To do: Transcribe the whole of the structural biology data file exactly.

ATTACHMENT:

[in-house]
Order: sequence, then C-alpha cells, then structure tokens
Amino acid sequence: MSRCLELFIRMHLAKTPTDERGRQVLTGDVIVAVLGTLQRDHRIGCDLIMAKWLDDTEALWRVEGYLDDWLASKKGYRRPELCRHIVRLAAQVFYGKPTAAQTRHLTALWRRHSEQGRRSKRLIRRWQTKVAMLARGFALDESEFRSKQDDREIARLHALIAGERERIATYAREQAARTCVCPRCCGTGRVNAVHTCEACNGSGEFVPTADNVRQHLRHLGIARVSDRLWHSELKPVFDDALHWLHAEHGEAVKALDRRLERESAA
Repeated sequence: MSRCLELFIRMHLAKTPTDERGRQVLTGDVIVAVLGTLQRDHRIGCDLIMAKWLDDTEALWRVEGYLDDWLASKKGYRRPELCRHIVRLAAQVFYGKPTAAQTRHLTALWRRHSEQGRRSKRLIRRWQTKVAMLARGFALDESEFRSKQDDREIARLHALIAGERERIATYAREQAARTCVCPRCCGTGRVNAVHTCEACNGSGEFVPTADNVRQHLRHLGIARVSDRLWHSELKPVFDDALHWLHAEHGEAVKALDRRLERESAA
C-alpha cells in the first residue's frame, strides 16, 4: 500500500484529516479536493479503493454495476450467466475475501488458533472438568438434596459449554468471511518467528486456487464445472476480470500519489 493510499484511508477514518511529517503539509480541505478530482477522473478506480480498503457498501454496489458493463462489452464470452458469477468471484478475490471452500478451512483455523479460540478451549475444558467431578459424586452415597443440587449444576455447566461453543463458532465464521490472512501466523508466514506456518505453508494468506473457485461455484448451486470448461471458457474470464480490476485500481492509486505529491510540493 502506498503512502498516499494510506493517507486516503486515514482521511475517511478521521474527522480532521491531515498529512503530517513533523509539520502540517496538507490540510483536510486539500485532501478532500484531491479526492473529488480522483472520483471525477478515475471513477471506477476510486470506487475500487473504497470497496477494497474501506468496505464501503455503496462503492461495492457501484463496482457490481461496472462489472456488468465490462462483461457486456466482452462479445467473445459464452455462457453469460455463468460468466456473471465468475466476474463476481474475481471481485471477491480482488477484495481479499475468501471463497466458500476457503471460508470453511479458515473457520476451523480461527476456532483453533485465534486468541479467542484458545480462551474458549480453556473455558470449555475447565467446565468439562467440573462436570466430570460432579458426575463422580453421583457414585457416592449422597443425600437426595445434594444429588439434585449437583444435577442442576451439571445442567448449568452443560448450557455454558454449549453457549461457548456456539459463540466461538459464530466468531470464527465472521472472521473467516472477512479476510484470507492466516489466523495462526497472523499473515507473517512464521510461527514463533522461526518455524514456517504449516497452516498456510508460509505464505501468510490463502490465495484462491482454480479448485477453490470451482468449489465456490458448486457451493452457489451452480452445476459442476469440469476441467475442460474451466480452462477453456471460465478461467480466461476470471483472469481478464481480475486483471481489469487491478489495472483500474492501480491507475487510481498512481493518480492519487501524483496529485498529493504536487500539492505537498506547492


[in-house]
Order: sequence, then C-alpha cells, then structure tokens
Amino acid sequence: MSRCLELFIRMHLAKTPTDERGRQVLTGDVIVAVLGTLQRDHRIGCDLIMAKWLDDTEALWRVEGYLDDWLASKKGYRRPELCRHIVRLAAQVFYGKPTAAQTRHLTALWRRHSEQGRRSKRLIRRWQTKVAMLARGFALDESEFRSKQDDREIARLHALIAGERERIATYAREQAARTCVCPRCCGTGRVNAVHTCEACNGSGEFVPTADNVRQHLRHLGIARVSDRLWHSELKPVFDDALHWLHAEHGEAVKALDRRLERESAA
Repeated sequence: MSRCLELFIRMHLAKTPTDERGRQVLTGDVIVAVLGTLQRDHRIGCDLIMAKWLDDTEALWRVEGYLDDWLASKKGYRRPELCRHIVRLAAQVFYGKPTAAQTRHLTALWRRHSEQGRRSKRLIRRWQTKVAMLARGFALDESEFRSKQDDREIARLHALIAGERERIATYAREQAARTCVCPRCCGTGRVNAVHTCEACNGSGEFVPTADNVRQHLRHLGIARVSDRLWHSELKPVFDDALHWLHAEHGEAVKALDRRLERESAA
C-alpha cells in the first residue's frame, strides 16, 4: 500500500484529516479536493479503493454495476450467466475475501488458533472438568438434596459449554468471511518467528486456487464445472476480470500519489 493510499484511508477514518511529517503539509480541505478530482477522473478506480480498503457498501454496489458493463462489452464470452458469477468471484478475490471452500478451512483455523479460540478451549475444558467431578459424586452415597443440587449444576455447566461453543463458532465464521490472512501466523508466514506456518505453508494468506473457485461455484448451486470448461471458457474470464480490476485500481492509486505529491510540493 502506498503512502498516499494510506493517507486516503486515514482521511475517511478521521474527522480532521491531515498529512503530517513533523509539520502540517496538507490540510483536510486539500485532501478532500484531491479526492473529488480522483472520483471525477478515475471513477471506477476510486470506487475500487473504497470497496477494497474501506468496505464501503455503496462503492461495492457501484463496482457490481461496472462489472456488468465490462462483461457486456466482452462479445467473445459464452455462457453469460455463468460468466456473471465468475466476474463476481474475481471481485471477491480482488477484495481479499475468501471463497466458500476457503471460508470453511479458515473457520476451523480461527476456532483453533485465534486468541479467542484458545480462551474458549480453556473455558470449555475447565467446565468439562467440573462436570466430570460432579458426575463422580453421583457414585457416592449422597443425600437426595445434594444429588439434585449437583444435577442442576451439571445442567448449568452443560448450557455454558454449549453457549461457548456456539459463540466461538459464530466468531470464527465472521472472521473467516472477512479476510484470507492466516489466523495462526497472523499473515507473517512464521510461527514463533522461526518455524514456517504449516497452516498456510508460509505464505501468510490463502490465495484462491482454480479448485477453490470451482468449489465456490458448486457451493452457489451452480452445476459442476469440469476441467475442460474451466480452462477453456471460465478461467480466461476470471483472469481478464481480475486483471481489469487491478489495472483500474492501480491507475487510481498512481493518480492519487501524483496529485498529493504536487500539492505537498506547492